Randall Knol, an IT specialist at the Census Bureau, explains how the agency is implementing AI to correct data imputations caused by human error.
We’ve identified three mega trends that anyone interested in the future of cities should care about: data as a fuel for progress, intelligent experiences, and autonomous entities. Let’s explore each.
Bringing data together in open-source platforms provides a comprehensive understanding of the government agency’s network to help detect and thwart cybersecurity attacks.
It is important for cities to understand and adopt intelligent automation to advance their smart cities strategy, or risk falling behind.
Public sector leaders need all the help that they can get in defining their Smart Cities strategy. With programs like the Smart Cities Innovation Accelerator by Harvard, it’s clear that academia is leading the way in offering this guidance.
Given the advance of cyberattacks and security issues throughout government today, this focus on security needs to continue – and it makes it more important than ever that security teams are incorporated into the DevOps culture that is developing. This leads to DevSecOps – meaning thinking about application and infrastructure security from the start.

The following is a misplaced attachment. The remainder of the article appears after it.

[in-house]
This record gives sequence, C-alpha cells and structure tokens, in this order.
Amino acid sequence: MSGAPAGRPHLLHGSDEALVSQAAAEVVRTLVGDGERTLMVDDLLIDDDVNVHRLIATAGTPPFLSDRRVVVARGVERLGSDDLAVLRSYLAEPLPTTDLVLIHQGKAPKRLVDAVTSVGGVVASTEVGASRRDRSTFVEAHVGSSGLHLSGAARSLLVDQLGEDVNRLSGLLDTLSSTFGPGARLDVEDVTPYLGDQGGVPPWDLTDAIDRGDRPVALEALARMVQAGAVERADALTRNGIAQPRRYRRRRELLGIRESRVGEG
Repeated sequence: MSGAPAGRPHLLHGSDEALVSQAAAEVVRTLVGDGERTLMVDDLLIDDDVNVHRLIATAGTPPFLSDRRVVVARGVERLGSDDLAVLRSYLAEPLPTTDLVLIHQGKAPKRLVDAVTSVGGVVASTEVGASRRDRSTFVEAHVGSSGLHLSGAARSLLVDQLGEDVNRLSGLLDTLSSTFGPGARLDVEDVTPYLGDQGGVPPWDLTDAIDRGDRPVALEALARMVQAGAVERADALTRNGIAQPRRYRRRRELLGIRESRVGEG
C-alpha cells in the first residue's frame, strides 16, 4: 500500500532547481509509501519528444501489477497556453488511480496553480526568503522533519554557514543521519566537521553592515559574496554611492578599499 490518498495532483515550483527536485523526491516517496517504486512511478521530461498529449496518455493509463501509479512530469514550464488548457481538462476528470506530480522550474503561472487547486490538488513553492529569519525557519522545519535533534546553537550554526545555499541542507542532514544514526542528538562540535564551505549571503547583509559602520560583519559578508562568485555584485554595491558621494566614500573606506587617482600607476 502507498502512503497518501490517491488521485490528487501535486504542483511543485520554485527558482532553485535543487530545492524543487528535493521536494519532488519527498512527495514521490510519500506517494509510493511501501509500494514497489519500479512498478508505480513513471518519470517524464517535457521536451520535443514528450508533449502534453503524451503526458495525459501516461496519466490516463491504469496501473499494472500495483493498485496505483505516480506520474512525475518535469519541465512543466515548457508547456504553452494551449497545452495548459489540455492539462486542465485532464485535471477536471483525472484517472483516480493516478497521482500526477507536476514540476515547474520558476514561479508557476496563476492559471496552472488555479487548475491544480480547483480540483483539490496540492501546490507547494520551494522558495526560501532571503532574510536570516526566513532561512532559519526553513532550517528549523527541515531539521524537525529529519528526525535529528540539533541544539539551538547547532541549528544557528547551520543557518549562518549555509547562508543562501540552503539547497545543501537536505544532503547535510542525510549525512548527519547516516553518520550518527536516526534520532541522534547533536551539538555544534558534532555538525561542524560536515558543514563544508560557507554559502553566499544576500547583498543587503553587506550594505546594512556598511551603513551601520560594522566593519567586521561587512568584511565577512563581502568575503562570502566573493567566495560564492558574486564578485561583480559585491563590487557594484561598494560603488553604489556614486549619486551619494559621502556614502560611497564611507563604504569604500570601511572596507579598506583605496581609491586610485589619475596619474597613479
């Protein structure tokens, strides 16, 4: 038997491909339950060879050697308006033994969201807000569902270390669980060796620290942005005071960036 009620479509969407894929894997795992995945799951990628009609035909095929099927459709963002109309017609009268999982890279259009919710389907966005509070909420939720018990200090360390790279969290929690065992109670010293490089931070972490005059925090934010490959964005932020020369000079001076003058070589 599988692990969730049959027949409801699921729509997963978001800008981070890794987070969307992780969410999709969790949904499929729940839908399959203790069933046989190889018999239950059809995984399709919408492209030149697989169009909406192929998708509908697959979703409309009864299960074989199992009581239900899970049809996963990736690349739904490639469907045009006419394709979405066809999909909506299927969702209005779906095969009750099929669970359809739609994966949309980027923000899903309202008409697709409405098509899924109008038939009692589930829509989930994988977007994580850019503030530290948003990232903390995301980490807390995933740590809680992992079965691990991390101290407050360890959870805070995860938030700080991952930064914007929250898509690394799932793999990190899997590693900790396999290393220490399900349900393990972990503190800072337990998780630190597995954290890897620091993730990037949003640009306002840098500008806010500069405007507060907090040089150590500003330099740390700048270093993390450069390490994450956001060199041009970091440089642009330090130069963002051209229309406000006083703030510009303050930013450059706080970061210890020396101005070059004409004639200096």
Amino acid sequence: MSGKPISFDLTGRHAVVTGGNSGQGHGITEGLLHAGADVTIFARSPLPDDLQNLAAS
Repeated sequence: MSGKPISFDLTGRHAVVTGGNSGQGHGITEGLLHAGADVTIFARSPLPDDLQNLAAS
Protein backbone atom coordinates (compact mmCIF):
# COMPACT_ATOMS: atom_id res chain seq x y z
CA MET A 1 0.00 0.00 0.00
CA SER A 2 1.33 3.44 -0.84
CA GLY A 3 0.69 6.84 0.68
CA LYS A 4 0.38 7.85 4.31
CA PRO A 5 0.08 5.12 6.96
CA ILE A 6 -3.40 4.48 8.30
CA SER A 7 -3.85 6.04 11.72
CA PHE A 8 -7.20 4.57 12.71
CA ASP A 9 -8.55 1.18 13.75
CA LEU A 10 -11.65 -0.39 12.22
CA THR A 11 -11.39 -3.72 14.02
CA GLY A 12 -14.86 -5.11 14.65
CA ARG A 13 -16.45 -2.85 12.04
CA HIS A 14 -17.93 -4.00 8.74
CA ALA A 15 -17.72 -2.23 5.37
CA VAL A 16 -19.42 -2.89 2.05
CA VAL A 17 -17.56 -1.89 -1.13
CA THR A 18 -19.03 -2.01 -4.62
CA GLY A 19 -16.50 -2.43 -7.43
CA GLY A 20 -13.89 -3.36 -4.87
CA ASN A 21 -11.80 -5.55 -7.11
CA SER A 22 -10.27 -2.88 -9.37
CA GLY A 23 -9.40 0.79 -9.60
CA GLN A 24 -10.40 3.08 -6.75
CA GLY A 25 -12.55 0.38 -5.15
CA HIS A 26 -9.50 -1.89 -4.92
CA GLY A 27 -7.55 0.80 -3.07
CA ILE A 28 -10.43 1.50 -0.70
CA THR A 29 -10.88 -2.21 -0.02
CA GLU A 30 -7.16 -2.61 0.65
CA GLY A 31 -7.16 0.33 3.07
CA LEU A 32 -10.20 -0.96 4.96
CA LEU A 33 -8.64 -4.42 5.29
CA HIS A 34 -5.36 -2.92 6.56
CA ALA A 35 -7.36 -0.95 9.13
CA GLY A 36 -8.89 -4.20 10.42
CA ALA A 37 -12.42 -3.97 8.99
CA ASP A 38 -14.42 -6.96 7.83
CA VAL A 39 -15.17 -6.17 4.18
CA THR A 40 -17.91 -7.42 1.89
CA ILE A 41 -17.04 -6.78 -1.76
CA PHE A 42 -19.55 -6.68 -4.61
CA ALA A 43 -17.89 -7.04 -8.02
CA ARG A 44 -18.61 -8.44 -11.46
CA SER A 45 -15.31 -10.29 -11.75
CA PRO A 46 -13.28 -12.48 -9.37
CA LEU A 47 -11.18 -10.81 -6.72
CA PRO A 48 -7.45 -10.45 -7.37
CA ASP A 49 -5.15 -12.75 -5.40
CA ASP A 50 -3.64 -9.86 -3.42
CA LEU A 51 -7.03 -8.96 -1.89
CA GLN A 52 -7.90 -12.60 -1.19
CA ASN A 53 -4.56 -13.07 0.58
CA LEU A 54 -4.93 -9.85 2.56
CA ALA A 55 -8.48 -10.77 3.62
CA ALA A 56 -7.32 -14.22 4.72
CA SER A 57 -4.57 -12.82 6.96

Businesses and urban residents are embracing technological innovation faster than many cities can react. With digital change happening in hyper-speed, urban leaders need to act now to bridge the technology gap between their cities and stakeholders.
Leaders in government and industry must be thoughtful and circumspect as we race to the future. We must consider not only the implications of replacing humans with machines, but also the fallout of treating humans as machines along the way.
The Colorado SIPA User Conference is an annual free event that brings together the biggest innovators and thinkers in Colorado government technology to talk about serving Colorado communities with technology.
Agencies will struggle to adopt artificial intelligence (AI) if they don’t consider how it will impact their employees, according to two federal officials.